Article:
Here we go again, more maternity units scheduled for closure, yet another little side step in the ever more tangled plan that the government has for maternity services. ‘Plan’, did I call it a plan? Sorry, that is misleading, it implies that someone, somewhere has actually thought things through and is now putting forward a researched and structured package and that is something this government has been spectacularly poor in doing. Oh, they are full of ideas and promises, league tables and stars but as regard providing a firm foundation on which to build and maintain these visions they are sadly deficient.
Women and their families are promised 4* facilities, care and abundance of choice. Consultant units, low-risk units, stand alone birth centres and homebirth on demand, whatever the demand the Trusts (aka the staff) will rise to the occasion. However, now we are hearing that 9 maternity units have already closed, 5 have been downgraded, 15 are threatened with closure and a further 11 are threatened with either closure or downgrading. Why this severe pruning? Well its all down to centralisation and cost-saving. Theoretically these are laudable motives. Centralisation should lead to a consolidation of knowledge, practise and resources, ‘regional super-centres’ , whilst saving money by a reduction in building maintenance and being able to sell off, or convert to other uses, the redundant buildings. Just over a year ago the government published Maternity Matters, a national guarantee, it’s tag line is “choice, access and continuity of care in a safe service”. Well the choice is under the proviso that you are prepared to travel a larger distance; the access will be questionable and the continuity of care will involve a workforce who will, in these times of increased traveling costs, have to travel larger distances to provide the continuity, thus negating a proportion of any cost-saving.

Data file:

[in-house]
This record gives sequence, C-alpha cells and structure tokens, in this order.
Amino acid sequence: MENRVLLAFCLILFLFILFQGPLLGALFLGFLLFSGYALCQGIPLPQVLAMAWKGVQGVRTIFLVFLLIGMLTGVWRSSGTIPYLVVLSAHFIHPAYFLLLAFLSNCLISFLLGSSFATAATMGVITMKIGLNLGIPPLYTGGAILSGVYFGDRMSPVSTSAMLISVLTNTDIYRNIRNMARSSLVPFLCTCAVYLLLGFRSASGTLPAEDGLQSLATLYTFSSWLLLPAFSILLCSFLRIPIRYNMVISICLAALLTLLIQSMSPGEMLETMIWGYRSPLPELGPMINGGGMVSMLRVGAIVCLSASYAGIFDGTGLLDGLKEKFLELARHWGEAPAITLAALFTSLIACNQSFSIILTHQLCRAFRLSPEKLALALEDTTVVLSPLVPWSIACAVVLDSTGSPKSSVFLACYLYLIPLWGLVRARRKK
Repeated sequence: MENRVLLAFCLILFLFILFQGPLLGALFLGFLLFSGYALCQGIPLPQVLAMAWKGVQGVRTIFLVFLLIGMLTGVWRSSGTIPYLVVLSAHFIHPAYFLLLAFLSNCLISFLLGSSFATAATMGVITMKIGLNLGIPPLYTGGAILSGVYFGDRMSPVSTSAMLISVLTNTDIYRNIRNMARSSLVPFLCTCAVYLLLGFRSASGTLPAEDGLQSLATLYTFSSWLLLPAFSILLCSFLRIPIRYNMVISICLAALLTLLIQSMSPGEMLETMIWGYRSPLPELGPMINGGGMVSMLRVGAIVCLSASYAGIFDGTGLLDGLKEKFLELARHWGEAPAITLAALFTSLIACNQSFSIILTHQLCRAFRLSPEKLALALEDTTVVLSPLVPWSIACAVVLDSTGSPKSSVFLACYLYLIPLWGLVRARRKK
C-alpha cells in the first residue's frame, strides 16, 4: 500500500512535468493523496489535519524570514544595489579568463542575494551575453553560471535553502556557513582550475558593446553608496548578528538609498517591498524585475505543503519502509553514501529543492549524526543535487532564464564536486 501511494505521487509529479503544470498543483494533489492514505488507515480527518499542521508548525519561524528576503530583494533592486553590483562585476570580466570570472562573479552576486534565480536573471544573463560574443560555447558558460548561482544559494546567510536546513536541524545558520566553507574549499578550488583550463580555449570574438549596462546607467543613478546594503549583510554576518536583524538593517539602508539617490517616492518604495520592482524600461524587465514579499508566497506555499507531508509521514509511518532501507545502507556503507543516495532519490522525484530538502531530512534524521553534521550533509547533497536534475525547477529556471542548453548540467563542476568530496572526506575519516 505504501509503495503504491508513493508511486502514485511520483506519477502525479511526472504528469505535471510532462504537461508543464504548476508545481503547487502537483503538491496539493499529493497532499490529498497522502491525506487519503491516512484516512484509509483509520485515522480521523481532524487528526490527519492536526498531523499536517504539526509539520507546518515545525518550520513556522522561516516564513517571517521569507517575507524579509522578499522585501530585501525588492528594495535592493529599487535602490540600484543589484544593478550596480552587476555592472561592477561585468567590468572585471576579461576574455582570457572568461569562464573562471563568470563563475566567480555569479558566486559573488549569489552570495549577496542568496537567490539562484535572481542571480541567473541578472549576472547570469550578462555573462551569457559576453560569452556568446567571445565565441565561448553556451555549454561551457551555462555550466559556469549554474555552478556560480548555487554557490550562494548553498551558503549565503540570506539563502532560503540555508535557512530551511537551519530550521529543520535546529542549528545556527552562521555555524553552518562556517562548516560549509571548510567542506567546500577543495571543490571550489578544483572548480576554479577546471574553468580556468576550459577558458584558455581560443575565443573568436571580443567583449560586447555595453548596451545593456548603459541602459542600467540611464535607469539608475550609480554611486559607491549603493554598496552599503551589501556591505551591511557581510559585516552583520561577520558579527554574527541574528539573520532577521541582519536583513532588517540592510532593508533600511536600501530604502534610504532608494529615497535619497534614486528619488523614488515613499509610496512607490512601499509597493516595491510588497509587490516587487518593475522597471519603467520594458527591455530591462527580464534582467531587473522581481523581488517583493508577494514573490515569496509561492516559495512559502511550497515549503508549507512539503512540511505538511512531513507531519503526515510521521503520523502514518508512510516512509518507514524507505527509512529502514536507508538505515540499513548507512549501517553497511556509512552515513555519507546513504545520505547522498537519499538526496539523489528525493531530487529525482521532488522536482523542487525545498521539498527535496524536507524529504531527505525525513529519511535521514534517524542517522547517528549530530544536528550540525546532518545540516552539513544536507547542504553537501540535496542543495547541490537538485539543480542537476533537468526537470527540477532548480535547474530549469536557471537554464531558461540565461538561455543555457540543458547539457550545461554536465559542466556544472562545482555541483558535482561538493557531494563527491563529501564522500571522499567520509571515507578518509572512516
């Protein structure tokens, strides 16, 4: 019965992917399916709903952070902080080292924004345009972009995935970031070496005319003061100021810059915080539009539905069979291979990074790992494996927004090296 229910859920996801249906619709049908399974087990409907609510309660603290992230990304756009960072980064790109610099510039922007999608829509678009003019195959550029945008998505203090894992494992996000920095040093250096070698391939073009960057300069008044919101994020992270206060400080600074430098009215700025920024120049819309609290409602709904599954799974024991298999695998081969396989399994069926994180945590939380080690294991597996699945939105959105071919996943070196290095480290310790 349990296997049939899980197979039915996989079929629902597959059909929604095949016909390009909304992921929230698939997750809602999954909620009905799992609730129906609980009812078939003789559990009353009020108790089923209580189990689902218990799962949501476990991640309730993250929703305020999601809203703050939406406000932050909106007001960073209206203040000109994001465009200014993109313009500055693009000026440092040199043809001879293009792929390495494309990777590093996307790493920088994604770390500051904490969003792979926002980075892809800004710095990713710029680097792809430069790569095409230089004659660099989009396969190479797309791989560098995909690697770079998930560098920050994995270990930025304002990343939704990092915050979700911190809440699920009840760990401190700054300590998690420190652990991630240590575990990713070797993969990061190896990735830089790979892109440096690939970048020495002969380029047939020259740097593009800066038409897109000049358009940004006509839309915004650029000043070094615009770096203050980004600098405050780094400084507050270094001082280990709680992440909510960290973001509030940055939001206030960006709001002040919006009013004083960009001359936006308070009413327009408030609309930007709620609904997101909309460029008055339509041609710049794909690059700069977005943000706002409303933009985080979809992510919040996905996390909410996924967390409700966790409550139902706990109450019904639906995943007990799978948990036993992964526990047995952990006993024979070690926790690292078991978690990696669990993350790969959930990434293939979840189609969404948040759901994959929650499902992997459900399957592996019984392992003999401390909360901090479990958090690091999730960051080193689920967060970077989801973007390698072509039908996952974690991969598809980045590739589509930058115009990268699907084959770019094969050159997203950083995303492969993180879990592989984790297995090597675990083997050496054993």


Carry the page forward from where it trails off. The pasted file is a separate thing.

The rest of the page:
Lo and behold though, there is a plan. Yes, unbeknowns to us mere toilers within the NHS there is a web-site, Healthcareworkforce.nhs.uk, where they have identified the ‘need for urgent workforce planning principles’ so NWP ( National Workforce Projects) have developed a workforce planning resource pack. Maternity Matters is due to be implemented by 2009, you would imagine that that us ‘on the ground’ would have been briefed in some form concerning the implementation plans/changes, after all they are only 6 months away. However I, and all my colleagues, are strangely ignorant of what our roles will be. I do find this quite concerning as, working within the community, where the government promises provision and continuity of care will be improved I do feel that I should be being prepared for the changes, but I’m not.
As I said, we need good foundations, the staff are the foundations but with lack of consultation, information sharing and cohesion we are weak.